Saturday, April 16, 2016

With Friends Like the Saudis, Who Needs Enemies?

The specter of possible Saudi Arabian government involvement in the terrorist attacks on Sept. 11, 2001 has reared its head again, thanks to a compelling, if incomplete 60 Minutes piece on Sunday and a subsequent news report this morning from the New York Times

The 60 Minutes item recapped the alleged links between a mysterious Saudi national in San Diego to Khalid al-Mihdhar and Nawaf al-Hazmi, the two terrorists who resided in San Diego. 

The New York Times noted that the Saudi government has told the Obama administration and members of Congress that it will sell off hundreds of billions of dollars’ worth of American assets held by the kingdom if Congress passes a bill that would allow the Saudi government to be held responsible in American courts for any role in 9/11.

According to the Times, Adel al-Jubeir, the Saudi foreign minister, told U.S. lawmakers personally during last month that Saudi Arabia would be forced to sell up to $750 billion in treasury securities and other assets in the United States before they could be in danger of being frozen by American courts.

This threat from the Saudis only further illuminates the growing hostility between the U.S. and Saudi Arabia. But as I've been saying for 15 years, with friends like the Saudis, who needs enemies? 

Need I remind you that 15 of the 19 hijackers on 9/11 were Saudis? Osama bin Laden was a Saudi. And the financial and personal connections between several Saudis living in this country at the time of the attack and the hijackers are troubling and have never been fully investigated.

For untenable reasons, the Obama administration strongly opposes the passage of the bill that would allow the Saudi royals to be held liable for 9/11. The administration also indefensibly opposes the declassification of the 28 pages of the Joint Congressional Inquiry report that congressional sources tell me shows how mysterious and moneyed Saudis who lived in the United States and had connections to the the Saudi government may have supported the hijackers.

While the 60 Minutes piece on this subject was accurate, it didn’t come close to telling the whole story. The news magazine neglected to mention several enigmatic, moneyed Saudis in San Diego that I discovered during my reporting for Newsweek, and Saudis in other U.S. cities, too, who could have assisted the terrorists.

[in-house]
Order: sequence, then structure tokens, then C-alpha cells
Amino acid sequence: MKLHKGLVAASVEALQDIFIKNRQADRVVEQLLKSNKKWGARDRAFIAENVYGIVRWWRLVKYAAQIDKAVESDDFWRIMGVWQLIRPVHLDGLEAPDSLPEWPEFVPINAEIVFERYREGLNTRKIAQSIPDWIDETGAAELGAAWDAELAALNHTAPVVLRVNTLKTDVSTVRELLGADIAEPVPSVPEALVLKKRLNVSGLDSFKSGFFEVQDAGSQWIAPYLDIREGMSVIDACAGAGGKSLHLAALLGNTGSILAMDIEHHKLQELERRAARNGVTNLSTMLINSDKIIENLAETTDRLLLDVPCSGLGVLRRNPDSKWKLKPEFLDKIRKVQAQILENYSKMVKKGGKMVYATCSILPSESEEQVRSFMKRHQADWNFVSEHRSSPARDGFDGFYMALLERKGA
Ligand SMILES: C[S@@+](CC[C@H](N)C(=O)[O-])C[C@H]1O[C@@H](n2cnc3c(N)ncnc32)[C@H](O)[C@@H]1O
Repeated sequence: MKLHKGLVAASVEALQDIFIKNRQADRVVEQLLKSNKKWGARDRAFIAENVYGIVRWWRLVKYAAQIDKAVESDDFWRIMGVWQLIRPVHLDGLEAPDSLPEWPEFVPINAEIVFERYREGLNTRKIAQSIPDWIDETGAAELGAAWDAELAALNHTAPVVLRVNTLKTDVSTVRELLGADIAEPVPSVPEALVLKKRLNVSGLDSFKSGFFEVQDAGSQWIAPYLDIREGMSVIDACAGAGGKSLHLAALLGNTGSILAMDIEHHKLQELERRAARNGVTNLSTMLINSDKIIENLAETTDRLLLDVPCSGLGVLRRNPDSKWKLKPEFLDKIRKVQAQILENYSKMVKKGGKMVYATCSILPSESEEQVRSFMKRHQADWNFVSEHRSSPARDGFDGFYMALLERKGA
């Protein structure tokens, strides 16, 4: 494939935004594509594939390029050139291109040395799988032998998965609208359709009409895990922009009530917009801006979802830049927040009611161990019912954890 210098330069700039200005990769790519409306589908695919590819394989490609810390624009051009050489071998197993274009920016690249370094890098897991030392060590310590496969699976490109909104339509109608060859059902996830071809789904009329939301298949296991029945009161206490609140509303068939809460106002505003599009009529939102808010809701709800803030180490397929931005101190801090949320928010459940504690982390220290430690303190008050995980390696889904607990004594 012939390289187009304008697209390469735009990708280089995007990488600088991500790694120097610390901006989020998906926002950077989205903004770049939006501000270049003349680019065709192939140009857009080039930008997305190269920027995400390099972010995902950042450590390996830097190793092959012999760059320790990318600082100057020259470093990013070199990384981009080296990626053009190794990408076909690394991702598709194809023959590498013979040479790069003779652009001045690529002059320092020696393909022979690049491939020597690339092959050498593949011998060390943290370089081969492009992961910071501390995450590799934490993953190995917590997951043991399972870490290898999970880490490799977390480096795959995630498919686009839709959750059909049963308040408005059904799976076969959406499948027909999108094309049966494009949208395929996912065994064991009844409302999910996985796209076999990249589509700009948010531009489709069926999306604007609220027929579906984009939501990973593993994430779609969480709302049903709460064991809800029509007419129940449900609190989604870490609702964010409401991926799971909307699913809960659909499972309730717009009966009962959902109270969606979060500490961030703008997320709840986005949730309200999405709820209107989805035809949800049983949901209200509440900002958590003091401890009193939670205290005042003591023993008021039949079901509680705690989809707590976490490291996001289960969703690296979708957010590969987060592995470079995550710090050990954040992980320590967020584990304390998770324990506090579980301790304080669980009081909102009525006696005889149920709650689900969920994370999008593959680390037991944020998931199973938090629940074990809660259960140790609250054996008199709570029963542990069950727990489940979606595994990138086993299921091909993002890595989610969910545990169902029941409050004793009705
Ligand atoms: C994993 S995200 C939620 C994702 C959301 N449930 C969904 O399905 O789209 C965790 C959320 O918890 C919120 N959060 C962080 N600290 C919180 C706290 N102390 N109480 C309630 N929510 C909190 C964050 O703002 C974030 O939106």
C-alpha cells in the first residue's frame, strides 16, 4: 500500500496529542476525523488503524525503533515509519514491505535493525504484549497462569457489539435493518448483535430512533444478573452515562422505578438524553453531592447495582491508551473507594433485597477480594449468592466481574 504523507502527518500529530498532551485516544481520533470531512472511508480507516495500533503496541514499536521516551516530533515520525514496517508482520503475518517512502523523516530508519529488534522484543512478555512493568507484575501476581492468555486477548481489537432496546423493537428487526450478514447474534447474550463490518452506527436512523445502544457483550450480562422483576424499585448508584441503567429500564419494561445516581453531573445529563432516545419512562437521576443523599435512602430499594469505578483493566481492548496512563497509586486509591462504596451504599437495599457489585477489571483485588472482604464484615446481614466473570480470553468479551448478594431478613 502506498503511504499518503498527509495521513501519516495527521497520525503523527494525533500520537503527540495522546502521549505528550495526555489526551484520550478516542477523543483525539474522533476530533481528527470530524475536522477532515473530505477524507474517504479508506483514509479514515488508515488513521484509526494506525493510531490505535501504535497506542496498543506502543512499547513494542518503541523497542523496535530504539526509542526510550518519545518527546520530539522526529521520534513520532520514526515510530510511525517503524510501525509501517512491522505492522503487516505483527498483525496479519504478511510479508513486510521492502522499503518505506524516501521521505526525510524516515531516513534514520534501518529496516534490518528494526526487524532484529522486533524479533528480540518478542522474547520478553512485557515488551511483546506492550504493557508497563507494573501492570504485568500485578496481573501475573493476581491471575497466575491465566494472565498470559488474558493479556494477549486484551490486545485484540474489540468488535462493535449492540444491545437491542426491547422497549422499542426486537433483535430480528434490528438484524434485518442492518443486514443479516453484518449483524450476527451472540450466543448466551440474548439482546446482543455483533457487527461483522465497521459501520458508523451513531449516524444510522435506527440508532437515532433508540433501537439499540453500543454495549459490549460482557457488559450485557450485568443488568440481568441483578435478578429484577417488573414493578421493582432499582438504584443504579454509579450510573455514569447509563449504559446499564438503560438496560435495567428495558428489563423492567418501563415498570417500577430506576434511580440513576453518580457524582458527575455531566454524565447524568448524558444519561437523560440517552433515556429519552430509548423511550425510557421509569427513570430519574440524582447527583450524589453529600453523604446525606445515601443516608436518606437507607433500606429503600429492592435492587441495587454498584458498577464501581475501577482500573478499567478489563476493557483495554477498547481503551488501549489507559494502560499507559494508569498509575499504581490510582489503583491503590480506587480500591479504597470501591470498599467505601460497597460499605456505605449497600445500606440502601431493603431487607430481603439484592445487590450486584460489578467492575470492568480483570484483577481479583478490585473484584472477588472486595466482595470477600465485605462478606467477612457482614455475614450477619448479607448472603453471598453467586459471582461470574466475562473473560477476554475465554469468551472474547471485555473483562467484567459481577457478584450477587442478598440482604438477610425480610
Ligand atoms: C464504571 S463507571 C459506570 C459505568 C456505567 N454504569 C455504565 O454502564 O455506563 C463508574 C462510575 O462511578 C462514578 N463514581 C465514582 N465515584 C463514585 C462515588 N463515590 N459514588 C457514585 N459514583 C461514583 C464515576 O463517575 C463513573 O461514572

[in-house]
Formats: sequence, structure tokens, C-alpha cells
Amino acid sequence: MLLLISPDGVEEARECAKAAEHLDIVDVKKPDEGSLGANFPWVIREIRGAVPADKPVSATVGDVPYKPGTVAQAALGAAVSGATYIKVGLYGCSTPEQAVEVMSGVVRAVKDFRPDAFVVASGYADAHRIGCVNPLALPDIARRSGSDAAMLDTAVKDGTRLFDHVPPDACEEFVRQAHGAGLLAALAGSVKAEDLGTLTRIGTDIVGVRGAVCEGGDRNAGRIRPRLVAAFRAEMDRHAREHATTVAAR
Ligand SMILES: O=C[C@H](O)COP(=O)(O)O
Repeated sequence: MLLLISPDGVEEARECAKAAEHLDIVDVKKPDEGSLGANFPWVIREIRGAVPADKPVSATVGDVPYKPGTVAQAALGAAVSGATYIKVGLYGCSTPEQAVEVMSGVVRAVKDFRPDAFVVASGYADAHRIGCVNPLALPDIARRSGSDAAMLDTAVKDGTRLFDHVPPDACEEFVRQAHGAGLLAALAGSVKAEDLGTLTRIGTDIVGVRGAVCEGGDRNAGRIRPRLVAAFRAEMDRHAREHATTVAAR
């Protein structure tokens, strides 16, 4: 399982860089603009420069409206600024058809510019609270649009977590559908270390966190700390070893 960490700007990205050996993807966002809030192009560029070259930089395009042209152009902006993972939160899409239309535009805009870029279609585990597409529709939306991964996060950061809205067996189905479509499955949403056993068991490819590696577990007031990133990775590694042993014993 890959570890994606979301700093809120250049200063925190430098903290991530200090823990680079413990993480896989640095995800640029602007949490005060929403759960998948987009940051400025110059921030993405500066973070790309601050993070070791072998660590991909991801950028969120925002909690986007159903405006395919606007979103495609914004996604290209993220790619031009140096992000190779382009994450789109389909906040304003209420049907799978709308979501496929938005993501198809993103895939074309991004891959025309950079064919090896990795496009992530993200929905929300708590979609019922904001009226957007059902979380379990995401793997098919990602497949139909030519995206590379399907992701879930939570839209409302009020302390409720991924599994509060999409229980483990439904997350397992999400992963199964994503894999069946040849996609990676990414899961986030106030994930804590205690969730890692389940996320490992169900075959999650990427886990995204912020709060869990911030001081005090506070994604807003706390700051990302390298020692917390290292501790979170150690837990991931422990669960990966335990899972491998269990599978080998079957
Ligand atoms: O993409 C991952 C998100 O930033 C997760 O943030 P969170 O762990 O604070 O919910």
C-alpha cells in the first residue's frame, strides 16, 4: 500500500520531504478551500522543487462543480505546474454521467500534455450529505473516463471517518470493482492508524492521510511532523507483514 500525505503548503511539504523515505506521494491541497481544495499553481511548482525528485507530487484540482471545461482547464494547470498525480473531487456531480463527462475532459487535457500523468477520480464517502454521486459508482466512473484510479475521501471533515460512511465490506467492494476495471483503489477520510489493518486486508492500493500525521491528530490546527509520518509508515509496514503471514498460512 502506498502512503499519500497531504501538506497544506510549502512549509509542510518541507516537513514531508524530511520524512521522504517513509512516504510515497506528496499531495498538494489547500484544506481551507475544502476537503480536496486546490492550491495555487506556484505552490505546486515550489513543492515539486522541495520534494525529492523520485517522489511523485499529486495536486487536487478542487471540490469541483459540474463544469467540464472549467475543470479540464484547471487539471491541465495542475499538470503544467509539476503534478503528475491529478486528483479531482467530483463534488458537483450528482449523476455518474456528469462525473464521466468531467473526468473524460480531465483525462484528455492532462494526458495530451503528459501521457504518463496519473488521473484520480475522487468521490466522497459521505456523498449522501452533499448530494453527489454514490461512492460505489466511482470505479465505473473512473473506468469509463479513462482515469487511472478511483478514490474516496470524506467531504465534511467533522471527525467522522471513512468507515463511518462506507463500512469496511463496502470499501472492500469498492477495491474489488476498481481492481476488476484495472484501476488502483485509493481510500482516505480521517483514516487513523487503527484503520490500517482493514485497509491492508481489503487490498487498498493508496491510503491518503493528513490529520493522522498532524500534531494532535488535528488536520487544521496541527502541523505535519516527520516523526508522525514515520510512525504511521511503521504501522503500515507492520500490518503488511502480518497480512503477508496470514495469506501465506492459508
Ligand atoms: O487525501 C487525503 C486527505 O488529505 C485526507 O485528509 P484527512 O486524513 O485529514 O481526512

The 60 Minutes report focused on Omar al-Bayoumi, who had ties to the Saudi government and lived in San Diego for several years until July 2001. Al-Bayoumi, a gregarious figure who always seemed to have money to burn but never had a job, brought the two future hijackers to San Diego from Los Angeles, threw a party for them, and paid $1,550 in cash to cover their first two months' rent, as we noted in Newsweek in 2002.

And as I learned quickly after beginning my coverage of the 9/11 aftermath, al-Bayoumi was widely considered by those who knew him at San Diego’s largest mosque to be a Saudi government agent long before 9/11.

But there were several lesser-known but equally enigmatic Saudis living in the United States who were also linked to the terrorists and who may have supported them.

They included Saad al-Habeeb, who as I reported when I was with Newsweek purchased a building in El Cajon, Calif., near San Diego, with a $450,000 cashier's check for use as a mosque and community center for San Diego's Kurd Muslims. 
Al-Habeeb’s motivation for this gift has never been explained, but it was given on the condition that al-Bayoumi be set up as the building's maintenance manager and given a private office at the mosque, with a phone and a computer.
Leaders of the Kurd mosque told me at the time that al-Bayoumi was never seen in that building, and al-Habeeb disappeared soon after buying the mosque and presumably returned to Saudi Arabia. No one has ever been able to explain the nature of the relationship between al-Habeeb and al-Bayoumi.
Another San Diego Saudi who had links to the terrorists was Osama Basnan, who as Newsweek reported received monthly checks for several years totaling as much as $73,000 from the Saudi ambassador to the United States, Prince Bandar, and his wife, Princess Haifa Faisal.